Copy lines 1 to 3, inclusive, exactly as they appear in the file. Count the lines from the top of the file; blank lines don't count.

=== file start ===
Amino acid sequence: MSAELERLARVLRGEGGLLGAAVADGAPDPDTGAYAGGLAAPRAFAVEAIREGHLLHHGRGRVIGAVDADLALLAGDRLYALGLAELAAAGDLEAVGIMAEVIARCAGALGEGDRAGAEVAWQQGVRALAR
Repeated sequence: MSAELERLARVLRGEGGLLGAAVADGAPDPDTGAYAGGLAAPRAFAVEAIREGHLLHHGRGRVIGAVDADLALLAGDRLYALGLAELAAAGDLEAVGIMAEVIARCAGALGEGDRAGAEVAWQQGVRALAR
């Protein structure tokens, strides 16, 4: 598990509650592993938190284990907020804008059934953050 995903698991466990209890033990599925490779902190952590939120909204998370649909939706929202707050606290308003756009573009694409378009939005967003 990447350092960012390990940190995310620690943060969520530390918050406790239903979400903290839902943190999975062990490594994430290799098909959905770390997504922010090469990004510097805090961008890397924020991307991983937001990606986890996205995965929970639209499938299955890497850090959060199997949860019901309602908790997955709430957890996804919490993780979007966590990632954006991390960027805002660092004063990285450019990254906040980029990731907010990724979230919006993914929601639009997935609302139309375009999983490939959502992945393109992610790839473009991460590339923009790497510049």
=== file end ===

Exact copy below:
Amino acid sequence: MSAELERLARVLRGEGGLLGAAVADGAPDPDTGAYAGGLAAPRAFAVEAIREGHLLHHGRGRVIGAVDADLALLAGDRLYALGLAELAAAGDLEAVGIMAEVIARCAGALGEGDRAGAEVAWQQGVRALAR
Repeated sequence: MSAELERLARVLRGEGGLLGAAVADGAPDPDTGAYAGGLAAPRAFAVEAIREGHLLHHGRGRVIGAVDADLALLAGDRLYALGLAELAAAGDLEAVGIMAEVIARCAGALGEGDRAGAEVAWQQGVRALAR
């Protein structure tokens, strides 16, 4: 598990509650592993938190284990907020804008059934953050 995903698991466990209890033990599925490779902190952590939120909204998370649909939706929202707050606290308003756009573009694409378009939005967003 990447350092960012390990940190995310620690943060969520530390918050406790239903979400903290839902943190999975062990490594994430290799098909959905770390997504922010090469990004510097805090961008890397924020991307991983937001990606986890996205995965929970639209499938299955890497850090959060199997949860019901309602908790997955709430957890996804919490993780979007966590990632954006991390960027805002660092004063990285450019990254906040980029990731907010990724979230919006993914929601639009997935609302139309375009999983490939959502992945393109992610790839473009991460590339923009790497510049």